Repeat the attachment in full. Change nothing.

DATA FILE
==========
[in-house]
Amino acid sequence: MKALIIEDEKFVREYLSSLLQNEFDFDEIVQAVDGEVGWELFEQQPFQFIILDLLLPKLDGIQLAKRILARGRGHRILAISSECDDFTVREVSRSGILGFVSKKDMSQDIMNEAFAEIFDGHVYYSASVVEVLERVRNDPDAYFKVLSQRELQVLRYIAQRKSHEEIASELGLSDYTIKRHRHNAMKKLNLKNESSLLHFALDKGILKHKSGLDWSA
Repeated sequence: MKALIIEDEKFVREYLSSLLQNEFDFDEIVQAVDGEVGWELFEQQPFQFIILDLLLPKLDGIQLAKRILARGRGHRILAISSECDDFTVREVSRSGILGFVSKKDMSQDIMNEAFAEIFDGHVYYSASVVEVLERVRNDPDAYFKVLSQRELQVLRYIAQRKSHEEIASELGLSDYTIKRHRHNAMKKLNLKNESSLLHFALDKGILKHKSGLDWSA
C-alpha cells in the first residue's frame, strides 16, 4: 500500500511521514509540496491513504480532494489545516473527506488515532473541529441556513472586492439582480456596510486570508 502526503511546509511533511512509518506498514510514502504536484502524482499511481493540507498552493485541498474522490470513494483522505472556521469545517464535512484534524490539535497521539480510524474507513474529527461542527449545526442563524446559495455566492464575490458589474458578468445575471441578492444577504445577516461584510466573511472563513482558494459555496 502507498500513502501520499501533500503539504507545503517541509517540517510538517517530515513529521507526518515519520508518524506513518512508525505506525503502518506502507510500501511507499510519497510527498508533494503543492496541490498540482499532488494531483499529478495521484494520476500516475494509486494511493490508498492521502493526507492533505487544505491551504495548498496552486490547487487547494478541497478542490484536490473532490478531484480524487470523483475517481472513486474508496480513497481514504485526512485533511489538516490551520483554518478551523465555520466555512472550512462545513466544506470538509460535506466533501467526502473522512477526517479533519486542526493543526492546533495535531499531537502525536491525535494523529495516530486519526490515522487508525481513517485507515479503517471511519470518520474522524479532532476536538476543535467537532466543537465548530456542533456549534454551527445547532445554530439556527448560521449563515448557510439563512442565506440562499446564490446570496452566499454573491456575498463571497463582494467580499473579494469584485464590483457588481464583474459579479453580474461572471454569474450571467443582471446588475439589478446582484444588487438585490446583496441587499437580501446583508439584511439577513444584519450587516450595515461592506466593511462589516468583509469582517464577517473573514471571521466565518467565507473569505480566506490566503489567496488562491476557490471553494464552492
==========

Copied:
[in-house]
Amino acid sequence: MKALIIEDEKFVREYLSSLLQNEFDFDEIVQAVDGEVGWELFEQQPFQFIILDLLLPKLDGIQLAKRILARGRGHRILAISSECDDFTVREVSRSGILGFVSKKDMSQDIMNEAFAEIFDGHVYYSASVVEVLERVRNDPDAYFKVLSQRELQVLRYIAQRKSHEEIASELGLSDYTIKRHRHNAMKKLNLKNESSLLHFALDKGILKHKSGLDWSA
Repeated sequence: MKALIIEDEKFVREYLSSLLQNEFDFDEIVQAVDGEVGWELFEQQPFQFIILDLLLPKLDGIQLAKRILARGRGHRILAISSECDDFTVREVSRSGILGFVSKKDMSQDIMNEAFAEIFDGHVYYSASVVEVLERVRNDPDAYFKVLSQRELQVLRYIAQRKSHEEIASELGLSDYTIKRHRHNAMKKLNLKNESSLLHFALDKGILKHKSGLDWSA
C-alpha cells in the first residue's frame, strides 16, 4: 500500500511521514509540496491513504480532494489545516473527506488515532473541529441556513472586492439582480456596510486570508 502526503511546509511533511512509518506498514510514502504536484502524482499511481493540507498552493485541498474522490470513494483522505472556521469545517464535512484534524490539535497521539480510524474507513474529527461542527449545526442563524446559495455566492464575490458589474458578468445575471441578492444577504445577516461584510466573511472563513482558494459555496 502507498500513502501520499501533500503539504507545503517541509517540517510538517517530515513529521507526518515519520508518524506513518512508525505506525503502518506502507510500501511507499510519497510527498508533494503543492496541490498540482499532488494531483499529478495521484494520476500516475494509486494511493490508498492521502493526507492533505487544505491551504495548498496552486490547487487547494478541497478542490484536490473532490478531484480524487470523483475517481472513486474508496480513497481514504485526512485533511489538516490551520483554518478551523465555520466555512472550512462545513466544506470538509460535506466533501467526502473522512477526517479533519486542526493543526492546533495535531499531537502525536491525535494523529495516530486519526490515522487508525481513517485507515479503517471511519470518520474522524479532532476536538476543535467537532466543537465548530456542533456549534454551527445547532445554530439556527448560521449563515448557510439563512442565506440562499446564490446570496452566499454573491456575498463571497463582494467580499473579494469584485464590483457588481464583474459579479453580474461572471454569474450571467443582471446588475439589478446582484444588487438585490446583496441587499437580501446583508439584511439577513444584519450587516450595515461592506466593511462589516468583509469582517464577517473573514471571521466565518467565507473569505480566506490566503489567496488562491476557490471553494464552492